Cherries

Cherries (Prunus avium) are small round fruits with a thin outer skin, juicy inner flesh, and a small inner pip. There are countless varieties of cherries appearing in red, yellow, and black.

Health Benefits of Cherries

Advertisement (Bad ad? How to mute ads)

How to choose Cherries

Try to find vibrant firm cherries with no signs of wilting or molding.

Climate and origin

Cherries are native to central Europe and grow well in temperate climates. The original native cherries were not sweet fruits and had little value outside of being make into liquers.

Taste

Cherries have a sweet tart taste.

Substitutes with more vitamins

Blueberries, Blackberries

Miscellaneous information

The Japanese call the blossoms of the cherry tree Sakura, and believe the flowers symbolize the transient beauty of life.

Similar tasting produce

Blueberries, Blackberries

Natural vitamins, minerals, and nutrients found in Cherries + Complete Nutrition Facts

Vitamin C | Dietary Fiber |

Click here to compare these nutrition facts with other fruits.
Nutrition Facts
Cherries sweet raw            
Serving Size 100g
Calories 63
% Daily Value*
Total Fat 0.2g0%
    Saturated Fat 0.038g0%
Cholesterol 0mg~%
Sodium 0mg~%
Total Carbohydrate 16g5%
    Dietary Fiber 2.1g8%
    Sugar 12.8g~
Protein 1.1g~
Vitamin A1%Vitamin C12%
Calcium1%Iron2%
*Percent Daily Values are based on a 2,000 calorie diet. Your daily values may be higher or lower depending on your calorie needs.
Vitamins  %DV
Vitamin A 64IU1%
    Retinol equivalents 3μg~
    Retinol 0μg~
    Alpha-carotene 0μg~
    Beta-carotene 38μg~
    Beta-cryptoxanthin 0μg~
Vitamin C 7mg12%
Vitamin D 0IU (0μg)~%
    D2 Ergocalciferol ~IU (~μg)
    D3 Cholecalciferol ~IU (~μg)
Vitamin E 0.07mg0%
Vitamin K 2.1μg3%
    K1 - Dihydrophylloquinone 0μg~
    K2 - Menaquinone-4 ~μg~
Vitamin B12 0μg~%
Thiamin 0.027mg2%
Riboflavin 0.033mg2%
Niacin 0.154mg1%
Pantothenic acid 0.199mg2%
Vitamin B6 0.049mg2%
Folate 4μg1%
    Folic Acid 0μg~
    Food Folate 4μg~
    Dietary Folate Equivalents 4μg~
Choline 6.1mg~
Lycopene 0μg~
Lutein+Zeaxanthin 85μg~
Minerals  %DV
Calcium 13mg1%
Iron 0.36mg2%
Magnesium 11mg3%
Phosphorus 21mg2%
Sodium 0mg~%
Potassium 222mg6%
Zinc 0.07mg0%
Copper 0.06mg3%
Manganese 0.07mg4%
Selenium 0μg~%
Water 82.25g~
Ash 0.48g~
Fatty Acids
Omega 3 to Omega 6 Ratio0.96
Omega 6 to Omega 3 Ratio1.04
Total Omega 3s26mg
18D3 Linolenic26mg
18D3CN3 Alpha Linolenic(ALA)~mg
18D4 Stearidonic (SDA)0mg
20D3N3 Eicosatrienoic~mg
20D5 Eicosapentaenoic(EPA)0mg
22D5 Docosapentaenoic(DPA)0mg
22D6 Docosahexaenoic(DHA)0mg
Total Omega 6s27mg
18D227mg
18D2CN6 Linoleic(LA)~mg
18D2CLA Conjugated Linoleic(CLA)~mg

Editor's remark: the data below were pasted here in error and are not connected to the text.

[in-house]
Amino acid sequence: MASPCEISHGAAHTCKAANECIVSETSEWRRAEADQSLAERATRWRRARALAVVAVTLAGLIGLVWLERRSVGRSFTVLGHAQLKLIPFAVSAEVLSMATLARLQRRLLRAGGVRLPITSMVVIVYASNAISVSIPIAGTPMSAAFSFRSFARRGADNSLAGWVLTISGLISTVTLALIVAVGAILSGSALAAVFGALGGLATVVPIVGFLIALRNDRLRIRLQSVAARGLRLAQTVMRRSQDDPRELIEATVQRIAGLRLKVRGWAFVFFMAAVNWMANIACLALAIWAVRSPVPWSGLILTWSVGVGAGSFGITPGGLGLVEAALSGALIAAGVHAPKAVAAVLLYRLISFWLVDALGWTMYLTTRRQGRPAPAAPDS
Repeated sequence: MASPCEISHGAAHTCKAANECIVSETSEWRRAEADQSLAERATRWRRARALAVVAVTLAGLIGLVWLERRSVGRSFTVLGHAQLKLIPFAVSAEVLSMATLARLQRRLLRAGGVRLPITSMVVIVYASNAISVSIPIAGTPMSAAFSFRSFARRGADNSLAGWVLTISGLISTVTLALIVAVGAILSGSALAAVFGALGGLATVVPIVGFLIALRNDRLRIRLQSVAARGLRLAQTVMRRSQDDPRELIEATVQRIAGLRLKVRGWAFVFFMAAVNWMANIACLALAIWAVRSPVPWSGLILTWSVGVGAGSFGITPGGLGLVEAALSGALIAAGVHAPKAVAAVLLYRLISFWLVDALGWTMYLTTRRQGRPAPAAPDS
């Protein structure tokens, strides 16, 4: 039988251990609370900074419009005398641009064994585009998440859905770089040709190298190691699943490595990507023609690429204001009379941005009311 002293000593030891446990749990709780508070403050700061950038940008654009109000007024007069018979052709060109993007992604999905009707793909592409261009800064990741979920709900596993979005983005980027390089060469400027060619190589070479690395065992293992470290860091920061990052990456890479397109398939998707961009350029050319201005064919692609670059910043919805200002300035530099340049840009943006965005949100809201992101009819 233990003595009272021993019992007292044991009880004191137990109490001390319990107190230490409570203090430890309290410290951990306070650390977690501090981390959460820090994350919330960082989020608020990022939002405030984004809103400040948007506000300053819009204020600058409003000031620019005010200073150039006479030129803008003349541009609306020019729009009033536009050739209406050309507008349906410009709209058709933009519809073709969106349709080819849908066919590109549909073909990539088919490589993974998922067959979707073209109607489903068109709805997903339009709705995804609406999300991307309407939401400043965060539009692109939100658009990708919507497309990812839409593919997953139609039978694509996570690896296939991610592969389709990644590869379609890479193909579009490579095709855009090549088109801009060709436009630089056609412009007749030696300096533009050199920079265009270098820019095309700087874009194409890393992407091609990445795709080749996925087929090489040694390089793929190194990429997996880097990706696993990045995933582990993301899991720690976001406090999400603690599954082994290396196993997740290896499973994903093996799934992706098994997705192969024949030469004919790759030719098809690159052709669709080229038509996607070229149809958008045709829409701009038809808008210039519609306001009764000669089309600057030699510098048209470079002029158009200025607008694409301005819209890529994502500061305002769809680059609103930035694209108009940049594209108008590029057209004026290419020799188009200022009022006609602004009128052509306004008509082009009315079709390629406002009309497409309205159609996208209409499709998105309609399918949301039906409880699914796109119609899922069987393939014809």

18D3CN6 Gamma-linolenic (GLA)~mg
20D2CN6 Eicosadienoic~mg
20D3N6 Di-homo-gamma-linolenic (DGLA)~mg
20D4N6 Arachidonic (AA)~mg
22D4 Adrenic (AA)~mg
Essential Amino Acids  %RDI
Histidine 15mg2%
Isoleucine 20mg1%
Leucine 30mg1%
Lysine 32mg2%
Methionine 10mg1%
Phenylalanine 24mg3%
Threonine 22mg2%
Tryptophan 9mg3%
Valine 24mg1%
Stats
Percent of Daily CalorieTarget
(2000 calories)
3.15%
Percent Water Composition 82.3%
Protein to Carb Ratio (g/g) 0.07


Advertisement (Bad ad? How to mute ads)




Disqus Comments
  1. Office of Dietary Suppliments Face Sheet: Vitamin C
  2. Gokce N, Keaney JF, Jr., Frei B, et al. Long-term ascorbic acid administration reverses endothelial vasomotor dysfunction in patients with coronary artery disease. Circulation. 1999;99(25):3234-3240.
  3. Audera, C (2001). "Mega-dose vitamin C in treatment of the common cold: a randomised controlled trial". Medical Journal of Australia 389: 175.
  4. Hemilä, Harri; Chalker, Elizabeth; Douglas, Bob; Hemilä, Harri (2007). "Vitamin C for preventing and treating the common cold". Cochrane database of systematic reviews (Online) (3): CD000980
  5. Fleming DJ, Tucker KL, Jacques PF, Dallal GE, Wilson PW, Wood RJ (December 2002). "Dietary factors associated with the risk of high iron stores in the elderly Framingham Heart Study cohort". The American Journal of Clinical Nutrition 76 (6): 1375?84.
  6. Institute of Medicine. Food and Nutrition Board. Dietary Reference Intakes for Vitamin C, Vitamin E, Selenium, and Carotenoids. Washington, DC: National Academy Press, 2000.
  7. Weinstein M, Babyn P, Zlotkin S. An orange a day keeps the doctor away: scurvy in the year 2000. Pediatrics 2001;108:E55.
  8. Hoffman FA. Micronutrient requirements of cancer patients. Cancer. 1985;55 (1 Suppl):295-300.
  9. Deicher R, Hörl WH. Vitamin C in chronic kidney disease and hemodialysis patients. Kidney Blood Press Res 2003;26:100-6.